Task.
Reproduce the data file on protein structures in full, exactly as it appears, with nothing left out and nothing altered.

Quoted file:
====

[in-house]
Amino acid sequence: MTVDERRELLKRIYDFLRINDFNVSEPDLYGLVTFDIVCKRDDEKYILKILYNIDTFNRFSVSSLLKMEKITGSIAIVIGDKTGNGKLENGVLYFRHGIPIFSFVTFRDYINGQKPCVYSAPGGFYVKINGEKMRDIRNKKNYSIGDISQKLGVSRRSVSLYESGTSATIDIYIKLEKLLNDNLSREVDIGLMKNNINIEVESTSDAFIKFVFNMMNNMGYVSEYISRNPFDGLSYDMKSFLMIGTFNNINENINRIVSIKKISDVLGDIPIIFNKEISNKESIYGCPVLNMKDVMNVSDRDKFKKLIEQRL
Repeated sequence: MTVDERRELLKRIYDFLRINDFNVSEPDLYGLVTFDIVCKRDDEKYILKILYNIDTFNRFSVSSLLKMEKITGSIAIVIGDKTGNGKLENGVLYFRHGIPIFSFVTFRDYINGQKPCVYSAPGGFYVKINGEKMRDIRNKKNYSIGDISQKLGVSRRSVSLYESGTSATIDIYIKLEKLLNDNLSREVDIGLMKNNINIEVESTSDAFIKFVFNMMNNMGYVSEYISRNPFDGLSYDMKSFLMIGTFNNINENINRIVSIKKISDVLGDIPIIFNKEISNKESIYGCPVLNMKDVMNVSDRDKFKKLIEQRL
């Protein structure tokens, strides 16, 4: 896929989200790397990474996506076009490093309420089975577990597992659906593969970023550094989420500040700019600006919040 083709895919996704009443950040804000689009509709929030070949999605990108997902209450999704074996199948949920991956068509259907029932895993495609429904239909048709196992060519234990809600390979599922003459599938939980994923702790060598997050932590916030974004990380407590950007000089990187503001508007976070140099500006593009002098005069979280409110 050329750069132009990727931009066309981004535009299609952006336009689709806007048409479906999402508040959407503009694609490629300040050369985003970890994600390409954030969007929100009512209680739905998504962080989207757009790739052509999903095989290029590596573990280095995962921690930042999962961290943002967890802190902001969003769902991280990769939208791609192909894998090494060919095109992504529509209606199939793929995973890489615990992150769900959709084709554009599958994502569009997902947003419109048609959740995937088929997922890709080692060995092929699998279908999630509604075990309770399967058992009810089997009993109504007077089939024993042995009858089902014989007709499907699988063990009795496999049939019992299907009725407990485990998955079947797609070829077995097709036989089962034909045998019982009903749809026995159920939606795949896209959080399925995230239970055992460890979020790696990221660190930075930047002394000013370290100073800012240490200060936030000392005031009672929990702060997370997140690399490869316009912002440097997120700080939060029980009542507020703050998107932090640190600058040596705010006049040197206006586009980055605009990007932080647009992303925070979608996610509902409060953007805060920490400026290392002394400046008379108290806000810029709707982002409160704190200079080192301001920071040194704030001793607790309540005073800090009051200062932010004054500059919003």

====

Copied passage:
[in-house]
Amino acid sequence: MTVDERRELLKRIYDFLRINDFNVSEPDLYGLVTFDIVCKRDDEKYILKILYNIDTFNRFSVSSLLKMEKITGSIAIVIGDKTGNGKLENGVLYFRHGIPIFSFVTFRDYINGQKPCVYSAPGGFYVKINGEKMRDIRNKKNYSIGDISQKLGVSRRSVSLYESGTSATIDIYIKLEKLLNDNLSREVDIGLMKNNINIEVESTSDAFIKFVFNMMNNMGYVSEYISRNPFDGLSYDMKSFLMIGTFNNINENINRIVSIKKISDVLGDIPIIFNKEISNKESIYGCPVLNMKDVMNVSDRDKFKKLIEQRL
Repeated sequence: MTVDERRELLKRIYDFLRINDFNVSEPDLYGLVTFDIVCKRDDEKYILKILYNIDTFNRFSVSSLLKMEKITGSIAIVIGDKTGNGKLENGVLYFRHGIPIFSFVTFRDYINGQKPCVYSAPGGFYVKINGEKMRDIRNKKNYSIGDISQKLGVSRRSVSLYESGTSATIDIYIKLEKLLNDNLSREVDIGLMKNNINIEVESTSDAFIKFVFNMMNNMGYVSEYISRNPFDGLSYDMKSFLMIGTFNNINENINRIVSIKKISDVLGDIPIIFNKEISNKESIYGCPVLNMKDVMNVSDRDKFKKLIEQRL
């Protein structure tokens, strides 16, 4: 896929989200790397990474996506076009490093309420089975577990597992659906593969970023550094989420500040700019600006919040 083709895919996704009443950040804000689009509709929030070949999605990108997902209450999704074996199948949920991956068509259907029932895993495609429904239909048709196992060519234990809600390979599922003459599938939980994923702790060598997050932590916030974004990380407590950007000089990187503001508007976070140099500006593009002098005069979280409110 050329750069132009990727931009066309981004535009299609952006336009689709806007048409479906999402508040959407503009694609490629300040050369985003970890994600390409954030969007929100009512209680739905998504962080989207757009790739052509999903095989290029590596573990280095995962921690930042999962961290943002967890802190902001969003769902991280990769939208791609192909894998090494060919095109992504529509209606199939793929995973890489615990992150769900959709084709554009599958994502569009997902947003419109048609959740995937088929997922890709080692060995092929699998279908999630509604075990309770399967058992009810089997009993109504007077089939024993042995009858089902014989007709499907699988063990009795496999049939019992299907009725407990485990998955079947797609070829077995097709036989089962034909045998019982009903749809026995159920939606795949896209959080399925995230239970055992460890979020790696990221660190930075930047002394000013370290100073800012240490200060936030000392005031009672929990702060997370997140690399490869316009912002440097997120700080939060029980009542507020703050998107932090640190600058040596705010006049040197206006586009980055605009990007932080647009992303925070979608996610509902409060953007805060920490400026290392002394400046008379108290806000810029709707982002409160704190200079080192301001920071040194704030001793607790309540005073800090009051200062932010004054500059919003």